MADRID (Reuters) - The Spanish economy expanded in early 2019 at a pace similar to its growth at the end of 2018, as stronger-than-expected domestic demand offset a slowdown in exports, the Bank of Spain said on Wednesday.
Spain’s growth contrasted with Germany’s, the euro zone’s largest economy, which came close to recession in the first quarter. Slower-than-expected expansion has put the European Central Bank on the defensive.
On Monday, ECB Vice President Luis de Guindos said inflation and growth in the region would continue to slow this year, an outlook that has prompted investors to push back expectations for when interest rates would rise to late 2020 from mid-2020.
Spanish gross domestic product, meanwhile, grew 0.6 percent in the January to March period from a quarter earlier, according to central bank forecasts, after 0.7 percent at the end of 2018 and at a similar pace to the first three quarters of last year.
The National Statistics Institute will publish flash gross domestic product data on April 30.
“Spain has not been immune to exterior disturbances, which manifested itself at the end of last year as a notable loss of export strength,” the bank said in its annual report.
“However, the internal dynamism has compensated for the deterioration of external factors to the extent that it has not produced a deceleration in activity as seen throughout the euro zone,” it said.
Private consumption in Spain had been especially robust on the back of strong job creation and rising purchasing power thanks to low inflation and falling savings, it said.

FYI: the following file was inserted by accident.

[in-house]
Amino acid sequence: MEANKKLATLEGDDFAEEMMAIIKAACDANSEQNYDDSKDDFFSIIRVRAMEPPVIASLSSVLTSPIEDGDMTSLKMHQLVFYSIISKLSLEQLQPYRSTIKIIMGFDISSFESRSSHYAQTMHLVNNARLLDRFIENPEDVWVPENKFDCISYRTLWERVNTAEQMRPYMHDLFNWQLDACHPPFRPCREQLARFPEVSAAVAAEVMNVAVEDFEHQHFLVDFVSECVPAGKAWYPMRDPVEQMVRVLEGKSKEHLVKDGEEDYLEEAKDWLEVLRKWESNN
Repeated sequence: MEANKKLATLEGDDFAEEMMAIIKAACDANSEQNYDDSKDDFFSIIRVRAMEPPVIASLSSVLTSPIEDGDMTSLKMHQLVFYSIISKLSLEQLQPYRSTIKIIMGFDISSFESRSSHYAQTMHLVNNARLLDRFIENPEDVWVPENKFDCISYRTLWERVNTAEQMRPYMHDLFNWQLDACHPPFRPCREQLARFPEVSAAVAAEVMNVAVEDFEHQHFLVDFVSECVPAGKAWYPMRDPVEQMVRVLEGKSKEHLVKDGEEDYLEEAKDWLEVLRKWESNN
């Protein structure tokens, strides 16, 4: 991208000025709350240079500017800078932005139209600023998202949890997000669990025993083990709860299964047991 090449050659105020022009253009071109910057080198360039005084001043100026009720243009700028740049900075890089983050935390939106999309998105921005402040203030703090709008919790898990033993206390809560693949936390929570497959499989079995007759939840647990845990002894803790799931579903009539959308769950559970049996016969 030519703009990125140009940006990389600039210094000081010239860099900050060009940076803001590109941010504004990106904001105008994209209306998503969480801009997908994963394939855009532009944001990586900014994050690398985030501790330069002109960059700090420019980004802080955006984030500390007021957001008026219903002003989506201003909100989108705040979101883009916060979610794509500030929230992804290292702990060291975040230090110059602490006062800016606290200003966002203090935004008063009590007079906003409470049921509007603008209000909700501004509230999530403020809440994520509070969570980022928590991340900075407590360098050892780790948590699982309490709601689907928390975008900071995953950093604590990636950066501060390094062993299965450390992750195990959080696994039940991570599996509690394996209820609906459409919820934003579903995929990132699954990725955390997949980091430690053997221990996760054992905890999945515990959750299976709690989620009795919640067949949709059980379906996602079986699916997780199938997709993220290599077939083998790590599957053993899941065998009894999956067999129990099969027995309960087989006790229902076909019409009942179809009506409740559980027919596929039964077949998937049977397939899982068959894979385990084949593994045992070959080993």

The bank saw a continuation of the expansive phase in the medium term as foreign markets improved, noting a boost from the increased competitiveness of Spanish export businesses and good financing conditions amid an accommodative monetary policy.
The Bank of Spain reiterated its forecasts, published in December, for 2019 annual growth of 2.2 percent, 2020 growth of 1.9 percent and 2021 growth of 1.7 percent.
Risks to the forecasts include uncertainty over Britain’s exit from the EU, rising global protectionism and a possible Chinese economic slowdown.
At home, the bank noted that more efforts must be made to reduce the public deficit and debt to protect the economy against potential future shocks.
The bank said its forecast for this year’s public deficit had worsened to 2.5 percent of GDP from a previous forecast in December of 2.4 percent of GDP.
The Socialist government was forced to roll over the 2018 budget to this year after its 2019 budget proposal was defeated in parliament.
Reporting by Paul Day; Editing by Axel Bugge